Now that we’ve talked about some classic issues we see with Group programming, and issues that can arise in terms of shoulder and back issues, let’s delve into the last two scenarios that are common in group CrossFit classes: knee issues and burnout. If you have not read our first article on these topics, please do so here before reading this one.

Knee Issues

CrossFit athletes love to squat. Many do so multiple times a week, alternating between front squat, back squat, and overhead squat. This theory of squatting heavy every day is probably one of the dumbest things I’ve ever heard. If your goal is be injured and broken, then go for it, but if your goal is to get stronger, you’ll need a better plan. The reason why athletes’ knees act up with so much squatting is due to joint angle. All of those variations I listed place a great deal of stress on the patella tendon and can contribute to knee issues. If you’re in the camp of squatting daily you probably know what I’m referring to.

The Solution

  1. Have a plan that allows for built-in recovery: Repeating heavy sessions in too close proximity to each other is a recipe for overuse injury and overtraining. Allow for 72 hours between your most demanding sessions. This will allow for proper recovery and put you in a better position to succeed.
  2. Alternate between hip and knee dominant movements: Rotating your max effort work is paramount to keeping you healthy and avoiding accommodation. I recommend performing your max effort work on the same day every week (we perform our max effort lower body work every Monday) and rotate between squat variations and pull variations. In addition, including variance among of compound movements is incredibly important so don’t just stick to the classic variations, go outside your comfort zone and then retest your classic variations every 12 weeks.
  3. The Wide Stance Box Squat: The wide stance box squat puts the shin in a vertical position, placing more load on the posterior chain and less pressure on the front of the knees so including this in your programming will not only help people in terms of teaching them how to use their posterior but also mitigate the risk knee injury. If you’re someone that already suffers from knee issues then this variation is a must. Secondly, we cannot load the box squat as heavy as the classic squat, simply because we are purposefully breaking up the eccentric and concentric phase of the lift, which decreases axial loading, giving your joints a much-needed break!

Feeling Rundown

Decreased motivation to train is a classic sign of overtraining, and if you ignore these warning signs and fail to listen to your body, the risks can be deleterious. Indeed, the value of high-intensity training goes without saying, but too much of anything is a bad thing. The need for aerobic training carries a long list of benefits and, contrary to popular belief, you won’t lose your “gainz” if you engage in some low-intensity work a few times a week. Aerobic work is crucial for facilitating recovery by promoting blood flow and improving the cardio-respiratory system, but it’s also instrumental in improving work capacity. Your ability to increase volume comes at a cost, and if your aerobic system is not on point, you’ll inevitably be limited by how much volume you can tolerate. Moreover, being well-rounded is important to developing multi-faceted fitness, and only training anaerobic qualities won’t do much for improving your ability to recover; not to mention the ability of your aerobic system to replenish ATP!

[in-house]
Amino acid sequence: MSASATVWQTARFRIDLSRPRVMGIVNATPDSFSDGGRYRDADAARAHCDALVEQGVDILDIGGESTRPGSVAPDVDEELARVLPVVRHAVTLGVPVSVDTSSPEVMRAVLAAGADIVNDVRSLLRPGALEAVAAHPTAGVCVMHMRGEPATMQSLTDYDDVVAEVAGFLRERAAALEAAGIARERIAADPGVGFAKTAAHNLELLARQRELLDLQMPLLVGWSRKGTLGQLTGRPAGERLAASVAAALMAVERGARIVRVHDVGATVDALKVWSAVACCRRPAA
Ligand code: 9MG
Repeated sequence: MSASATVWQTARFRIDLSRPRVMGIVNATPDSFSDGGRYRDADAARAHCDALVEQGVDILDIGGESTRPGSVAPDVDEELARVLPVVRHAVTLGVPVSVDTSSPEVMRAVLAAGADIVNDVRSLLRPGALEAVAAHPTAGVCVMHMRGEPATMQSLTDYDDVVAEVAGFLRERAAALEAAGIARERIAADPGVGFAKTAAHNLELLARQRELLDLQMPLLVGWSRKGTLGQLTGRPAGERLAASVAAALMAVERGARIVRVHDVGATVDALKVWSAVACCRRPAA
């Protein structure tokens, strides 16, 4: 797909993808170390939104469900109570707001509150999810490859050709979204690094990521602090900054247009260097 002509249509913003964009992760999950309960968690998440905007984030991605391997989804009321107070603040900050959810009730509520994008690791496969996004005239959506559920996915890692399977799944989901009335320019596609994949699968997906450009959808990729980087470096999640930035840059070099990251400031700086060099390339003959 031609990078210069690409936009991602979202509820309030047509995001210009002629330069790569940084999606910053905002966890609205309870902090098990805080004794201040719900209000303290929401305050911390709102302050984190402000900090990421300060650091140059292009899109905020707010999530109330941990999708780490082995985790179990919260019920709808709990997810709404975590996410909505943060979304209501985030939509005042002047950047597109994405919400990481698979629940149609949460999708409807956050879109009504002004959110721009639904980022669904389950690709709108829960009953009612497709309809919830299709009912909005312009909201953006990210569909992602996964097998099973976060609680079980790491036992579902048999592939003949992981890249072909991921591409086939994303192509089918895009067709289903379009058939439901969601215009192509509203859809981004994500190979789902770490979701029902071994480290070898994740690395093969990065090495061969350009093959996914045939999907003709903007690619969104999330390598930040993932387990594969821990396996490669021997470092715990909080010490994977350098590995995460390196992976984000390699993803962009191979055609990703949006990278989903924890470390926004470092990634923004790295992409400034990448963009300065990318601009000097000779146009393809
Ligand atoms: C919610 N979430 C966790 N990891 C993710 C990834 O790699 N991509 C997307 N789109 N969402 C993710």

The Solution

1-2 sessions a week that include low-intensity steady state work between 30-60 minutes in length. The benefits of this training in addition to facilitating recovery is increasing cardiac output by building the left ventricle of the heart, so that will we not only able to sustain more volume down the road, but we’ll also be able to replenish ATP more quickly for explosive movements like max effort squats or deadlifts. Also, it’s likely you’ll feel more “recharged” and ready to take on your other training. If you use a heart-rate monitor, try to keep your heart-rate between 130-150 BPM during these sessions.

In short, if we follow these basic tenets of efficient programming, we can avoid many issues that can potentially take us or our clients out of the game. Overall, implementing single-limb work, increasing our volume of horizontal rowing/banded pull-aparts, separating our lower-body strength work by 72 hours, implementing the wide-stance box squat (as well as rotating our variations consistently), and including low-intensity work weekly, we’ll have you well on your way to feeling better, looking better, and living longer!

Stop "winging it" with your programming.

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